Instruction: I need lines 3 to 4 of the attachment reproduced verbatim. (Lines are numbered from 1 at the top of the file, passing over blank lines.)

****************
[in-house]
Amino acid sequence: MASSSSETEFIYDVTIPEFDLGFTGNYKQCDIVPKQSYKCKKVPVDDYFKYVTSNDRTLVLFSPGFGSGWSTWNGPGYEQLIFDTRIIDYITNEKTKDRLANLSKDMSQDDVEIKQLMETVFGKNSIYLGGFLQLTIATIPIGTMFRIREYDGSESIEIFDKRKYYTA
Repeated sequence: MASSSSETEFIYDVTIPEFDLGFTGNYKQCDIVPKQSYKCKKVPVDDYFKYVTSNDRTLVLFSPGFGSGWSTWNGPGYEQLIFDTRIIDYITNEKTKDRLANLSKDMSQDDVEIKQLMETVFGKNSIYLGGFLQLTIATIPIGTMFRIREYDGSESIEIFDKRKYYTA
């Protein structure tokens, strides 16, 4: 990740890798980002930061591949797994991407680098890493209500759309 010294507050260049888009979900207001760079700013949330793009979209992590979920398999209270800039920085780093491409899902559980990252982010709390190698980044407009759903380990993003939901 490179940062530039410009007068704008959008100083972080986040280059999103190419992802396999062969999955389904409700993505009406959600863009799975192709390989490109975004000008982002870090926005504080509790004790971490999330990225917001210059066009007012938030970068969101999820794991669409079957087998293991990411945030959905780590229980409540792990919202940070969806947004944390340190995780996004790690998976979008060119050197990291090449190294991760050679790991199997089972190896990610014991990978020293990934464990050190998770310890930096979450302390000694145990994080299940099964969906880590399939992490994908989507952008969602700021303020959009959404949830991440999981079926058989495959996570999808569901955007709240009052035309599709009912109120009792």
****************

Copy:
Repeated sequence: MASSSSETEFIYDVTIPEFDLGFTGNYKQCDIVPKQSYKCKKVPVDDYFKYVTSNDRTLVLFSPGFGSGWSTWNGPGYEQLIFDTRIIDYITNEKTKDRLANLSKDMSQDDVEIKQLMETVFGKNSIYLGGFLQLTIATIPIGTMFRIREYDGSESIEIFDKRKYYTA
């Protein structure tokens, strides 16, 4: 990740890798980002930061591949797994991407680098890493209500759309 010294507050260049888009979900207001760079700013949330793009979209992590979920398999209270800039920085780093491409899902559980990252982010709390190698980044407009759903380990993003939901 490179940062530039410009007068704008959008100083972080986040280059999103190419992802396999062969999955389904409700993505009406959600863009799975192709390989490109975004000008982002870090926005504080509790004790971490999330990225917001210059066009007012938030970068969101999820794991669409079957087998293991990411945030959905780590229980409540792990919202940070969806947004944390340190995780996004790690998976979008060119050197990291090449190294991760050679790991199997089972190896990610014991990978020293990934464990050190998770310890930096979450302390000694145990994080299940099964969906880590399939992490994908989507952008969602700021303020959009959404949830991440999981079926058989495959996570999808569901955007709240009052035309599709009912109120009792």